We are just in the making of new traditions again, with our four month old son. Before, we’ve made some kind of puzzle out of traditions from both our families, but this year I broke down in tears trying to get the gingerbread cookies done on time. From scratch with my grandma’s secret recipe. And decorated. And I have some weird fixation that everything has to be done before the first sunday in advent (which is a big deal in Sweden). Next year I will try to listen to every blog and article and expert and friend who tells me this, that christmas with your new family means not twice the work to keep all the traditions, but a new way of celebrating with new traditions. Wow, maybe I should pick up my blog again instead of writing so very long comments!

    And in response to your question, we don’t have a creche (if that is the correct word, otherwise google “julkrubba” for images) and every year we build one from my husband’s old Legos. It looks a little strange with an astronaut as an angel and a stable with very bright colored walls and really big sheep in comparison to the shepard. But it is my favourite tradition.

  3. E. Henry says:

    LOVE your quote from James!

  4. J.R. Baldwin says:

    We have no set traditions yet… last Christmas, we were 4 days married and in Arizona. I cried during mass because I was so happy to be married and I missed my family in Cincinnati, thinking about all our family traditions happening without me, and how weird Christmas would be at a lavishly decorated-for-Christmas resort. But at least we had snow! (Yes, in AZ. Shock to us too!) This year, I’m realizing that *we* are going to have to make Christmas happen, because my mom is not here to decorate. And that’s weird. So, I’ll be hanging stockings today, and we’ll buy a tree, and I’ll take the Holy Family out of their box, and find the Christmas mugs, and then I need to research stockings for Grace… all while wearing a sleeveless shirt and shorts. :)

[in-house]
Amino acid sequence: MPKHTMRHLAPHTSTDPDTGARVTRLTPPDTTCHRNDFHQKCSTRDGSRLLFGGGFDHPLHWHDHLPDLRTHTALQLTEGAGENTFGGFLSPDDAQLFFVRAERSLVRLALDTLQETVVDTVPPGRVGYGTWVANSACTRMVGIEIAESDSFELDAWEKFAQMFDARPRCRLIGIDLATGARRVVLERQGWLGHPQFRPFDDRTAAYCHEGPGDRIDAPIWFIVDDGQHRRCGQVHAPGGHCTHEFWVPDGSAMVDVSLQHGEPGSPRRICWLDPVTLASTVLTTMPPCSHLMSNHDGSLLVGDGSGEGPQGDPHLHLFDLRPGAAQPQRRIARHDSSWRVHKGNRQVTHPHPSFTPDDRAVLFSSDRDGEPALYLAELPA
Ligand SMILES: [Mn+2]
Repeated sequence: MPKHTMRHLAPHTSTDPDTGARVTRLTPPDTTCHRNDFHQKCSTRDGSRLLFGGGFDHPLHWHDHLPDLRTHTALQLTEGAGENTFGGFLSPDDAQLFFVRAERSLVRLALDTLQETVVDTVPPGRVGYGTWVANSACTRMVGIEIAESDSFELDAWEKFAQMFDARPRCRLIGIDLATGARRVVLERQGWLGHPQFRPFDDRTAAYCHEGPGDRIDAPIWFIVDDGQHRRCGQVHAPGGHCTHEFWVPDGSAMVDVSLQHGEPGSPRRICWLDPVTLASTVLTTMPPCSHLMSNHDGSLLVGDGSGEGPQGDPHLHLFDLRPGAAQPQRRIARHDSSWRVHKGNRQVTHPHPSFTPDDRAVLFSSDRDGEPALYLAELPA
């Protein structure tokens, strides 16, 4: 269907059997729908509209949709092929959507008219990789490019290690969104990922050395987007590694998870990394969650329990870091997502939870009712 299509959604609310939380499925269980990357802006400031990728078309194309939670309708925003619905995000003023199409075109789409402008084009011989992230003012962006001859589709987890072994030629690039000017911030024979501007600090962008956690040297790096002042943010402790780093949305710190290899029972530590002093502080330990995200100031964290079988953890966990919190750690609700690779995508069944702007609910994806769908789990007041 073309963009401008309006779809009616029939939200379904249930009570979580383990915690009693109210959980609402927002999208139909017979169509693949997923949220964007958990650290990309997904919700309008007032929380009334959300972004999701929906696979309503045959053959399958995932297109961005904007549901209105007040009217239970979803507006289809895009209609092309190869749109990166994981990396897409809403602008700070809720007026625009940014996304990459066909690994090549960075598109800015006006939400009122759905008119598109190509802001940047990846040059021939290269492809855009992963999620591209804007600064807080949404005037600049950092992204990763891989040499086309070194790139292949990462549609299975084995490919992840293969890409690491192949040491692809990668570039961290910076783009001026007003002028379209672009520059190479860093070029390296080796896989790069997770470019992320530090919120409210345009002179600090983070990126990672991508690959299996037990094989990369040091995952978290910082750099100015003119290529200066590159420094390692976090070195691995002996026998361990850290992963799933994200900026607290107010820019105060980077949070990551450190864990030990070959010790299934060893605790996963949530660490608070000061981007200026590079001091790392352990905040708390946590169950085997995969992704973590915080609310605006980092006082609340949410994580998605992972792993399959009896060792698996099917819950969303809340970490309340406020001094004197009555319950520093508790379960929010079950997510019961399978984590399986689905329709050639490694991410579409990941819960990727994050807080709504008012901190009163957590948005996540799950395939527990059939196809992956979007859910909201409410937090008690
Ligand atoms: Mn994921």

5. I put up my (fake) tree yesterday, and now I can finally wrap gifts :). I put up a tree even though I’ll be spending Christmas at my parents’ place. It makes everything feel festive and cozy. It’s a short tree in keeping with my little place. I elevate it on a trunk so it doesn’t look so pitiful.

    Hey, no snow where you are! I’ve got about 8 inches, and it’s snowing now so there could be more. Do you ever get a white Christmas?

    • Hannah says:

      We usually don’t get a white Christmas. : ( I think I’ve only had one maybe 4 times, and it is always SO exciting! We will be with James’ family further north this year so I am hoping for snow!

  6. Reblogged this on healthy homeschool family and commented:
    This is such a nice article about starting off as newlyweds and making their own Christmas traditions! Slow down and enjoy the reason for Christmas! Life is good! God is GREAT! Enjoy this article from The Art In Life!

  7. Laura says:

    We do the same thing – get our tree, bring it home and set it up, put on the lights and ornaments while listening to Christmas music, and watch a Christmas movie (if we have time). Traditions are so fun! You and James are right though – the weirdest part about it all is the story from thousands of years ago. So thankful for that.

  8. Charla says:

    I LOVE your hubby’s sentiments! He is wise! Our favorite tradition that we started when my oldest son was 2 was the run-of-the-mill paper countdown chain. I buy cute scrapbook paper, of course, but the BEST part of the whole shebang is writing down the name of loved ones on the inside of each link. As we tear the link off at dinner each night we pray for the person who is named. Helps keep us ALL prayerful and others-centered during this special time of the year. Merry CHRISTmas to you and yours!